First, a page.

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Circular Motion
Administration Procedures
Grades 5-8 Performance Task
Contributed by: Council Chief State School Officers (CCSSO)


Students investigate the common observation that your body gets pushed against the side of a car when the vehicle makes turns. The students look at objects that move in circles to see what keeps them moving in a circle. This exercise demonstrates three ideas about circular motion. 1) Forces are needed to cause circular motion; 2) When a force causing an object to move with circular motion stops, the object will move with straight line motion tangent to the circle; 3) Objects moving straight will continue to move straight until an outside force causes them to turn.

This task is designed to take students approximately 40-50 minutes to complete.

Overall Task Content Area:

Physical Science

Specific Knowledge Areas:

Motion and forces

Performance Expectations:

  • conducting investigations
  • using equipment
  • gathering, organizing, and representing data
  • formulating conclusions from investigational data
  • applying scientific principles to develop explanations and solve new problems

National Science Education Standards:

8 B PS 2: Motions and forces: Grades 5-8
2.1  The motion of an object can be described by its position, direction of motion, and speed. That motion can be measured and represented on a graph.

2.2  An object that is not being subjected to a force will continue to move at a constant speed and in a straight line.

8 A SI 1: Abilities necessary to do scientific inquiry: Grades 5-8

1.4 Develop descriptions, explanations, predictions, and models using evidence. Students should base their explanation on what they observed, and as they develop cognitive skills, they should be able to differentiate explanation from description providing causes for effects and establishing relationships based on evidence and logical argument. This standards requires a subject knowledge base so the students can effectively conduct investigations, because developing explanations establishes connections between the content of science and the contexts within which students develop new knowledge.

1.5 Think critically and logically to make the relationships between evidence and explanations. Thinking critically about evidence includes deciding what evidence should be used and accounting for anomalous data. Specifically, students should be able to review data from a simple experiment, summarize the data, and form a logical argument about the cause-and-effect relationships in the experiment. Students should begin to state some explanations in terms of the relationship between two or more variables.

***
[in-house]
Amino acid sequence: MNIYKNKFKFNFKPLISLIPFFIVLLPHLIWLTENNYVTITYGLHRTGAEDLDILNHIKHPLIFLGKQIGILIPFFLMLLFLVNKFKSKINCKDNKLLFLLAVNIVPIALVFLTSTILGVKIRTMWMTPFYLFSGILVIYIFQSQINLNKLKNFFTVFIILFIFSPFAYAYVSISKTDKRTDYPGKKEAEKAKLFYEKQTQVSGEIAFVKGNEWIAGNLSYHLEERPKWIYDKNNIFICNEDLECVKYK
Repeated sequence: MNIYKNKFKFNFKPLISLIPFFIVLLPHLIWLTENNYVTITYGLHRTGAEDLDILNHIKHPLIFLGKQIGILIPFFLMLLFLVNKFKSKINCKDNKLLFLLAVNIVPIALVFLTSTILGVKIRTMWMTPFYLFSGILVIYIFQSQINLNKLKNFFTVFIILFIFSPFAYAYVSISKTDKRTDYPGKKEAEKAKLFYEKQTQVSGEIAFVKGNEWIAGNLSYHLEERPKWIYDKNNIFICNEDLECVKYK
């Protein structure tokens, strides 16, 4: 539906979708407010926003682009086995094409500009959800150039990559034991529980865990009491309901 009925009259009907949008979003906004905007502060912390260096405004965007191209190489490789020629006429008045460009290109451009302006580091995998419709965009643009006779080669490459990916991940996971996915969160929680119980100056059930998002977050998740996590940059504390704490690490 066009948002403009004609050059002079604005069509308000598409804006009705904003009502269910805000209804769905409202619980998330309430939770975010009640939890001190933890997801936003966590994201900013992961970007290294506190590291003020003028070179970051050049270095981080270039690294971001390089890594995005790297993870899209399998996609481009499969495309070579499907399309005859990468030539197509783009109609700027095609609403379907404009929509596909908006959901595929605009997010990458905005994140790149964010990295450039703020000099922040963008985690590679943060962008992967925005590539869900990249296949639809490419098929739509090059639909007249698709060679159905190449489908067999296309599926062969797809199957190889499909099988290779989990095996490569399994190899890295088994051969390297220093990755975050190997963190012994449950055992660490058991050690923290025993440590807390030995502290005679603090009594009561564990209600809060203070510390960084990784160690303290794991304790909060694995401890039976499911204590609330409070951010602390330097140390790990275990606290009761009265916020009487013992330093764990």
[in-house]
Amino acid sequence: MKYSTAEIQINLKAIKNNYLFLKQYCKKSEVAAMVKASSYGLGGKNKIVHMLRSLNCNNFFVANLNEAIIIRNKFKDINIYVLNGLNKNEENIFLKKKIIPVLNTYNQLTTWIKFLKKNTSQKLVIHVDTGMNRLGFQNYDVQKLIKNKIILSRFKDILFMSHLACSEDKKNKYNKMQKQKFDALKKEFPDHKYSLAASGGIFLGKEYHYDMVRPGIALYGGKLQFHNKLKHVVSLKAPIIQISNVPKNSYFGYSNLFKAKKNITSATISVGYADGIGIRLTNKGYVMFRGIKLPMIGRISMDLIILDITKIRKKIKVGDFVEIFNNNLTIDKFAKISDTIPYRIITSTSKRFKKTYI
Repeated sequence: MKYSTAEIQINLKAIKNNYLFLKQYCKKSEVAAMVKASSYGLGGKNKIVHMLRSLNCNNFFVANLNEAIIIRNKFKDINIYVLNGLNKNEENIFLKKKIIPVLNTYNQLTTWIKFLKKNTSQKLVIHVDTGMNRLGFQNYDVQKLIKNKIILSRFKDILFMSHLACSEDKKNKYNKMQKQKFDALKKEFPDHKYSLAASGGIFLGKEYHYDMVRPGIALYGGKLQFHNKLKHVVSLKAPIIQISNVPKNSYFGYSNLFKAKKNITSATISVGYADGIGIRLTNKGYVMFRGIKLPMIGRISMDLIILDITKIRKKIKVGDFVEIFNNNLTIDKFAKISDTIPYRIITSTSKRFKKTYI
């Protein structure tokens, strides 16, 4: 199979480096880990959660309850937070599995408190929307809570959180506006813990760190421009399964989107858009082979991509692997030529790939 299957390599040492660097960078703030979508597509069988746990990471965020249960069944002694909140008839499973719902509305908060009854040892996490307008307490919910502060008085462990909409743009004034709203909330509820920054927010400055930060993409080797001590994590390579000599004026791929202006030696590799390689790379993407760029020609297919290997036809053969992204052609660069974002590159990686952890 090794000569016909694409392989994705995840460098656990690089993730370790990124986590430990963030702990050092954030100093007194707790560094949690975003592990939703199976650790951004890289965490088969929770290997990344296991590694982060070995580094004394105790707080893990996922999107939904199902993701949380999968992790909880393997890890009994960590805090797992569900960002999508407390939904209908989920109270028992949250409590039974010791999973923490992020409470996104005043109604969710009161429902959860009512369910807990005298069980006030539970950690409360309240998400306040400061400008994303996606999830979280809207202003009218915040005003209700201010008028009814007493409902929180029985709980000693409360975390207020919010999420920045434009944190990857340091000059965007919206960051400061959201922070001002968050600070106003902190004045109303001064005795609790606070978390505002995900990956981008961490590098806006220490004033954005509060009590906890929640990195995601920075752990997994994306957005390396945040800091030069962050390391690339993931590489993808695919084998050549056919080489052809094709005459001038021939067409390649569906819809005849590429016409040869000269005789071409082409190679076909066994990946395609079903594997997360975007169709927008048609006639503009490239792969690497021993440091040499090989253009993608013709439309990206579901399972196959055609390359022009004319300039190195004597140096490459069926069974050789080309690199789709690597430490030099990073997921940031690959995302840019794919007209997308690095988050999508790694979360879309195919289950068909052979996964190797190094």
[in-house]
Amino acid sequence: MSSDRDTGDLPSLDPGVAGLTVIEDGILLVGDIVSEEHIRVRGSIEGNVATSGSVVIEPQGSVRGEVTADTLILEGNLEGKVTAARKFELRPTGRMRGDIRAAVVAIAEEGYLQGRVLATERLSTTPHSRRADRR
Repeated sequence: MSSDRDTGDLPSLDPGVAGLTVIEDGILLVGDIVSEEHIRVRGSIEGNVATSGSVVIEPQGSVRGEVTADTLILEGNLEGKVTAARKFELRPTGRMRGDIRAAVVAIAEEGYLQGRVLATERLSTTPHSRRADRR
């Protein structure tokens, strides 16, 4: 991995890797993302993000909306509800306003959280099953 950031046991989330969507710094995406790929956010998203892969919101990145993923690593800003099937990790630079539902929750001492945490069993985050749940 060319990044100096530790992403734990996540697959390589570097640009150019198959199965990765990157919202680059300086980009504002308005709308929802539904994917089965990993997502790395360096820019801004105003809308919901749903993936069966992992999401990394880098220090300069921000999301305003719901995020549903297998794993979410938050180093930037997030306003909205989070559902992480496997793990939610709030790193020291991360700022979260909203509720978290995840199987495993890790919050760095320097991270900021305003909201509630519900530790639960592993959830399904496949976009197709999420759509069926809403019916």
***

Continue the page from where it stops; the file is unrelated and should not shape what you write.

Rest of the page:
(Use the "hot" link on the PALS home page to check the full text of related National Science Education Standards, if desired.)

National Council of Teachers of Mathematics:

Problem Solving (PS2): Solve problems that arise in mathematics and in other contexts.

General Instructions to the Teacher:

This task is designed to take students approximately 40-50 minutes to complete.

Students will be working in groups of 4-6 for one portion of the experiment/activity part of this exercise and will finish the group portion working in pairs. Allow approximately 20 to 25 minutes for the group activity portion of the exercise and an approximately equal time period for students to complete the individual portion.

Students should be ready to work as soon as the period begins. Group assignments should be made in advance. The materials should be set out at each lab station, if possible. A central supply area, if needed, should be accessible. All supplies should be clearly labeled.

Materials for "Circular Motion":

Each working group should have:

  • 1 paper/plastic plate with outside ridge and no compartments
  • one 9/16" marble
  • ruler with ridge down the center
  • tennis ball
  • plastic bag
  • string (1 meter per group)
  • scissors
  • tape
  • 1 pen or pencil per student

Special Directions for Teacher Setup:

For part two of the exercise, students will need to work in pairs. You will need to have a large open space for part two. The gymnasium or outside on a field or playground would be best.


  • Be careful.
  • Teachers and students should always exercise appropriate safety precautions and utilize appropriate laboratory safety procedures and equipment when working on science performance tasks.


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